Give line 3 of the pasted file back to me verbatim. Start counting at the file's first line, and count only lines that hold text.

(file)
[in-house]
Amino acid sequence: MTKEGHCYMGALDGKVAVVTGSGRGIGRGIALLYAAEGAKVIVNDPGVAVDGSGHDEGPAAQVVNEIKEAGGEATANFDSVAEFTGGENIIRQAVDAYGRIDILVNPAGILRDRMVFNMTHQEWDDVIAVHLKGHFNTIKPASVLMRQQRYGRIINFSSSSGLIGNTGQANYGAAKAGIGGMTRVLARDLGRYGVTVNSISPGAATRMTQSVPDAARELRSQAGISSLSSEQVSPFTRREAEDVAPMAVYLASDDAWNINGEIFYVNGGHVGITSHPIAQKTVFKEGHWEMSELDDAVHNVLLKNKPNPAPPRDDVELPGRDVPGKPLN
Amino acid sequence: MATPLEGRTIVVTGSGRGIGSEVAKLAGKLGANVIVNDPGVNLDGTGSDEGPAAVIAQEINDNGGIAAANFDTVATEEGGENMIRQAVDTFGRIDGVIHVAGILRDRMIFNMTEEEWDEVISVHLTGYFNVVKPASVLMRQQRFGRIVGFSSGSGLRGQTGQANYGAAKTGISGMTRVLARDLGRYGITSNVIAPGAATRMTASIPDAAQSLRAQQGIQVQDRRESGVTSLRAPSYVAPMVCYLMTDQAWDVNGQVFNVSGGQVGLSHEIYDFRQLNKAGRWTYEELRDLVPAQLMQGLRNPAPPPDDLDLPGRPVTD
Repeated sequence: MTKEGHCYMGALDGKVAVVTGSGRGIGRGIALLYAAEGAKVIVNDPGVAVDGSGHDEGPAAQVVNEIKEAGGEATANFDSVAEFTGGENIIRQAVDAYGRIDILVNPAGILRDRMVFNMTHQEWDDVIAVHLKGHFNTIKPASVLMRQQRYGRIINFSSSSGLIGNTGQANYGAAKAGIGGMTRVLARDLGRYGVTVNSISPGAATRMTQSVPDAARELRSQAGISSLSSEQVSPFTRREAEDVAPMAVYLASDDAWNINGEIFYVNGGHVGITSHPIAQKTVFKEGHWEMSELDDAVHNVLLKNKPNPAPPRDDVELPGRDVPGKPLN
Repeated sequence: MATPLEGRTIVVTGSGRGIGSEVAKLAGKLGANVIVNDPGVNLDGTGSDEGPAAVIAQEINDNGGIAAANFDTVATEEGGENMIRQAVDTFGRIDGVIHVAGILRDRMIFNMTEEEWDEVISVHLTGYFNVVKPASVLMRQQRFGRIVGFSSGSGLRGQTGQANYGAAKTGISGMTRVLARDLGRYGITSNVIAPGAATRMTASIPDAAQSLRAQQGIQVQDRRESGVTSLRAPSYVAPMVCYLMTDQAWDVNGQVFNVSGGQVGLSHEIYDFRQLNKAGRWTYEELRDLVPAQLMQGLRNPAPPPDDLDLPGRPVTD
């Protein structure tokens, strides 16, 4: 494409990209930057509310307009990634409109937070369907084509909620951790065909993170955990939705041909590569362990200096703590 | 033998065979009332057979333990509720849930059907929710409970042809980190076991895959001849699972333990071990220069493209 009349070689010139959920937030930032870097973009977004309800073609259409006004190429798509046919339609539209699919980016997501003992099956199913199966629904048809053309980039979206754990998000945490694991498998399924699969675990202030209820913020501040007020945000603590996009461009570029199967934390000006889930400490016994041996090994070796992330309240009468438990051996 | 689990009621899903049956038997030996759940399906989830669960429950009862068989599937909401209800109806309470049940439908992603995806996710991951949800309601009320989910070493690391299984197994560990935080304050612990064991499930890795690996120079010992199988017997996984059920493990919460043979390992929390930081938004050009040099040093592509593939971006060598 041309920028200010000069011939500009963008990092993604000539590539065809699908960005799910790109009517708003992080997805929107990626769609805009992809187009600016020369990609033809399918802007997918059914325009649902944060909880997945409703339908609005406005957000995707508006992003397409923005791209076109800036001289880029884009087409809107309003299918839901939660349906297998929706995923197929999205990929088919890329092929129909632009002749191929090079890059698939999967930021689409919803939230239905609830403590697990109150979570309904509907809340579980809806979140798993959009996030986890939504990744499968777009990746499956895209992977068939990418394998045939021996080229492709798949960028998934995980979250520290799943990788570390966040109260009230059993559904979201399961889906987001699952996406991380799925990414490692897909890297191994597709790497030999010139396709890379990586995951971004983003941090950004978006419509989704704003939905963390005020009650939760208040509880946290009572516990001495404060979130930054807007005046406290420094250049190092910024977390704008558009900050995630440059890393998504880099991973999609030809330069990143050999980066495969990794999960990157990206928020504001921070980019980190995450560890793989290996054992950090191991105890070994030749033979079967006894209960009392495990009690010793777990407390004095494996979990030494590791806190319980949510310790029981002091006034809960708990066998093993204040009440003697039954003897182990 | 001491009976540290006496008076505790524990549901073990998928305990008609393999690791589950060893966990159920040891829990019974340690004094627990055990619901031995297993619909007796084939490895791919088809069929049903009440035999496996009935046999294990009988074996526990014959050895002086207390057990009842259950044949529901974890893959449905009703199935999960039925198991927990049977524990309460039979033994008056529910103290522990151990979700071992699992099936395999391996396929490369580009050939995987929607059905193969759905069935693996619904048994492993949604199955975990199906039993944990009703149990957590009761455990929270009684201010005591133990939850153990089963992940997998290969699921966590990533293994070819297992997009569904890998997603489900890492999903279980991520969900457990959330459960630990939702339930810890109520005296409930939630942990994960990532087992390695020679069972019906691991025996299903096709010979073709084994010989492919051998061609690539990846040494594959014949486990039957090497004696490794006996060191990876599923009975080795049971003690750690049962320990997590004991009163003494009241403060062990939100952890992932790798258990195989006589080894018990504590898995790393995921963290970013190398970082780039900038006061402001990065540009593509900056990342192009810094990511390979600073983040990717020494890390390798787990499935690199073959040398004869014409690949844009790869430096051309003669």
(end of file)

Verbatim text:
Amino acid sequence: MATPLEGRTIVVTGSGRGIGSEVAKLAGKLGANVIVNDPGVNLDGTGSDEGPAAVIAQEINDNGGIAAANFDTVATEEGGENMIRQAVDTFGRIDGVIHVAGILRDRMIFNMTEEEWDEVISVHLTGYFNVVKPASVLMRQQRFGRIVGFSSGSGLRGQTGQANYGAAKTGISGMTRVLARDLGRYGITSNVIAPGAATRMTASIPDAAQSLRAQQGIQVQDRRESGVTSLRAPSYVAPMVCYLMTDQAWDVNGQVFNVSGGQVGLSHEIYDFRQLNKAGRWTYEELRDLVPAQLMQGLRNPAPPPDDLDLPGRPVTD